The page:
An alternative approach to mobile-phase preparation has been suggested and is somewhat frequently used. It is possible to use a multisolvent chromatographic pumping system to blend pure solvents on demand. The desired percentages of each solvent are programmed into the gradient table or the isocratic pump control. This approach removes the manual preparation steps to reduce labor. It tends to be more reproducible than manual blending since fewer measurements are made. Although the technique generally gives accurate results, there are sources of imperfect results that are discussed in some depth below in the context of instrumental characteristics. Purely from the perspective of solvent blending, it would be good practice to compare a batch of preblended mobile phase with the results from an instrument-blend. If the results are both within the specified limits, the labor-saving technique can be implemented. Typical results are shown in Figure 1.
The last topic to be considered, the chromatographic instrument itself, is also the largest. The common principle applied for all other considerations-use exactly what was used in the originator's laboratory-is desirable here. It is, however, very often impossible to maintain consistency. The instruments selected in various laboratories are often different models or brands, and it is not usually financially sensible to purchase chromatography instruments for each specific, new method to be implemented. Furthermore, the usable lifetime of a method is often much longer than that of an instrument. Matching an instrument, therefore, may not be possible to begin and execute a method transfer. We must, therefore, consider the differences among instruments that can affect method transfer. The transfer of a method from one instrument to another may require some adjustment of the method. Many laboratories adhere to the guidelines found in Chapter 621 of the current United States Pharmacopeia (USP) (1). The currently applicable chapter specifically states
“Adjustments to the specified chromatographic system may be necessary in order to meet system suitability requirements. Adjustments to chromatographic systems performed in order to comply with system suitability requirements are not to be made in order to compensate for column failure or system malfunctions. Adjustments are permitted only when . . . adjustments or column change yields a chromatogram that meets all the system suitability requirements specified in the official procedure.”(1)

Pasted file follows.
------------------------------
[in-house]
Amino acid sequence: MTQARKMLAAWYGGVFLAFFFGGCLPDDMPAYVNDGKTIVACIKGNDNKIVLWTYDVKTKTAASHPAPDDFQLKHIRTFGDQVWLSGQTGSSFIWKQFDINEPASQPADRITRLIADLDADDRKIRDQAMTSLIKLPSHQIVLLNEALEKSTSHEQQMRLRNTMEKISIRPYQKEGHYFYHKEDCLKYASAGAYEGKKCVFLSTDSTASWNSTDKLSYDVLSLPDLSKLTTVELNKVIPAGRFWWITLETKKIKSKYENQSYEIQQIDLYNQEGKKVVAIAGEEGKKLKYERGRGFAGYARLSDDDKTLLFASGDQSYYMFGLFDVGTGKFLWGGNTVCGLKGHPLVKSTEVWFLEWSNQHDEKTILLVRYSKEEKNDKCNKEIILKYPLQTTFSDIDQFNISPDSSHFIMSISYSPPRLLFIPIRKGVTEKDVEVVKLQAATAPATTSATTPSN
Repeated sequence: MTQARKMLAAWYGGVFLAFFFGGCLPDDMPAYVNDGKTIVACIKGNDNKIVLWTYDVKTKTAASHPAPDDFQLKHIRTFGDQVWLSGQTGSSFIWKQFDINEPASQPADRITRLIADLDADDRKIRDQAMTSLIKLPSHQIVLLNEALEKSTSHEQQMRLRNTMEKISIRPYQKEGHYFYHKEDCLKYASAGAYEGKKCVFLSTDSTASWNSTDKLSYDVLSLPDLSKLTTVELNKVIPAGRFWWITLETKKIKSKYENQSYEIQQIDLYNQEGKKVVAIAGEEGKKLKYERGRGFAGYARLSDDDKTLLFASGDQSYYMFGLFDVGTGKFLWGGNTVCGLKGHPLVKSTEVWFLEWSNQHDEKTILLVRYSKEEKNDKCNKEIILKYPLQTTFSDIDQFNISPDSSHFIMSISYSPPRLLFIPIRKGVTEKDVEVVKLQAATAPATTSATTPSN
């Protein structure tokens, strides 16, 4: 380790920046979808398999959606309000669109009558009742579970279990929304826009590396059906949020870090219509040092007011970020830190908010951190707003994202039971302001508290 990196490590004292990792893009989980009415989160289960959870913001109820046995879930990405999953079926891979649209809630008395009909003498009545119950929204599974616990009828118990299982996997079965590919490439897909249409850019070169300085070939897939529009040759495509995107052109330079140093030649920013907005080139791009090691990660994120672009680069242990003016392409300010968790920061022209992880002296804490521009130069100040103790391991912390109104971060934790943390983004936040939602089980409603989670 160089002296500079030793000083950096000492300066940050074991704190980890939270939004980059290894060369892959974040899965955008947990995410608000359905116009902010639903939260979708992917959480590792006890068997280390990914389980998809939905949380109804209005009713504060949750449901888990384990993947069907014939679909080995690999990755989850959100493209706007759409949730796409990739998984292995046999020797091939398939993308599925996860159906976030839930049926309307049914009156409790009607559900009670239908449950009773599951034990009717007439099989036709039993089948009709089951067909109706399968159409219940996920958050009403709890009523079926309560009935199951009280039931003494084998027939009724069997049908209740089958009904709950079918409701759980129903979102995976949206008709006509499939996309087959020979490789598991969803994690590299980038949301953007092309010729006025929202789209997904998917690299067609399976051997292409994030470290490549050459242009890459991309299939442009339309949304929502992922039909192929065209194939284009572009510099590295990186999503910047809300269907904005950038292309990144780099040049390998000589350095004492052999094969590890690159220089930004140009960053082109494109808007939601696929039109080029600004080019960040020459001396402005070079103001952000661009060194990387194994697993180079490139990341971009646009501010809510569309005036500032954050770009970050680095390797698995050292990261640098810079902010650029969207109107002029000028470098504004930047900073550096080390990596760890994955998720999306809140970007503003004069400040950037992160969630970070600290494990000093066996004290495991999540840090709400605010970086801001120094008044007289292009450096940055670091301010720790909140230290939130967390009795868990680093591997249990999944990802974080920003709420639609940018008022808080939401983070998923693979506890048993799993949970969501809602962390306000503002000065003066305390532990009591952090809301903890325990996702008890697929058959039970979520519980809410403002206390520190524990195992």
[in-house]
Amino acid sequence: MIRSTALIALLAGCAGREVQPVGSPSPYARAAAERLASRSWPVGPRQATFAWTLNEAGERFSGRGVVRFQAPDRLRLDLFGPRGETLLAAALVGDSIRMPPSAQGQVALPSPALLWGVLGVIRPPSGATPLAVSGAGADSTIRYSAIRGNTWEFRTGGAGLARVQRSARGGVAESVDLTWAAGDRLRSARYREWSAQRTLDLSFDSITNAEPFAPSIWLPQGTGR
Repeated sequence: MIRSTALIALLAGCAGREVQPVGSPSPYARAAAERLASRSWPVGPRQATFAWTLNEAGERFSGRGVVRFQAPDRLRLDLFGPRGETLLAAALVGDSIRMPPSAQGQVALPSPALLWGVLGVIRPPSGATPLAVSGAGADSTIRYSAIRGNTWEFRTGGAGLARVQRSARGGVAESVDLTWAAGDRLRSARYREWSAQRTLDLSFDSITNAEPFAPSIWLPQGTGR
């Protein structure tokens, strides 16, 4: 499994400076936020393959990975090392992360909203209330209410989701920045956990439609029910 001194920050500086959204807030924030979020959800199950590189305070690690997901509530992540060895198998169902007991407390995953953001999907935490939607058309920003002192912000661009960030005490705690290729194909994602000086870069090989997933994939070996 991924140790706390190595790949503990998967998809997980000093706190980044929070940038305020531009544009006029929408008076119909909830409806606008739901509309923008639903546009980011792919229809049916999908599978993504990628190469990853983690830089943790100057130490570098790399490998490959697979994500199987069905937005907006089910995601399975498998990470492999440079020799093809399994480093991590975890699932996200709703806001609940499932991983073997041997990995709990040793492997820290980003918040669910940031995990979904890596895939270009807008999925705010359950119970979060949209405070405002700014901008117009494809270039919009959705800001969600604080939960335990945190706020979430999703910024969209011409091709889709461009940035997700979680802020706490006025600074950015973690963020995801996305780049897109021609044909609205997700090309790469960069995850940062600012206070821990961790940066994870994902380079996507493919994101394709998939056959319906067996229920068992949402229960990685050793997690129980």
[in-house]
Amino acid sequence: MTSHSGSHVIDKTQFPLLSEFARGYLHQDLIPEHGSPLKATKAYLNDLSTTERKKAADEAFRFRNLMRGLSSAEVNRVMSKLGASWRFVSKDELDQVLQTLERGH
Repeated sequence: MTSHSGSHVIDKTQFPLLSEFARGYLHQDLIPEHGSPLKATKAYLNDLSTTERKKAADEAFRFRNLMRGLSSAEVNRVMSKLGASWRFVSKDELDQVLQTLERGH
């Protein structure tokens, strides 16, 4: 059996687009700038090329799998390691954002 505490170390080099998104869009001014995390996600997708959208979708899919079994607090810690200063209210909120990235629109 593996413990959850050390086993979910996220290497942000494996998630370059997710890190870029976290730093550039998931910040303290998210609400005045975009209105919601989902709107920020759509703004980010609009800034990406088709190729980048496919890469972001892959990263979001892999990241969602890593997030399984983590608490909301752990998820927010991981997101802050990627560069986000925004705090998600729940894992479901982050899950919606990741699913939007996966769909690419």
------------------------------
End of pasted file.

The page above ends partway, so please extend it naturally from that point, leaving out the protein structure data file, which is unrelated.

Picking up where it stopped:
These guidelines, often mentioned as "<621>," specify ranges of changes to the method that may be implemented without revalidating the method. The chapter has been summarized in many places, but the original document should always be consulted. We will allude to specific items in the context of specific challenges in method transfer. It should be emphasized that many laboratories follow these limits and practices, but they are not universal regulations. They are absolute requirements only for USP compendial methods.
We have considered, to this point, the characteristics of a method that can affect the transfer of a chromatographic method from one user or laboratory to another. Some suggestions have been included for ways to avoid difficulties. It has been noted that many of these difficulties are rooted in method descriptions that can be interpreted differently by well-trained scientists or executed in alternative ways by skilled laboratory workers. There has been an emphasis on providing detailed descriptions that can minimize such differences. In the next installment, the focus will shift to the instruments used for the origination and the execution of the chromatographic method.
(1) General Chapter <621> "Chromatography" in United States Pharmacopeia 40 National Formulary 35 (USP 40-NF 35, United States Pharmacopeial Convention, Rockville, Maryland, 2017), pp. 508–520.
Thomas E. Wheat is a principal scientist with Chromatographic Consulting, LLC in Hopedale, Massachusetts. Direct correspondence to: firstname.lastname@example.org.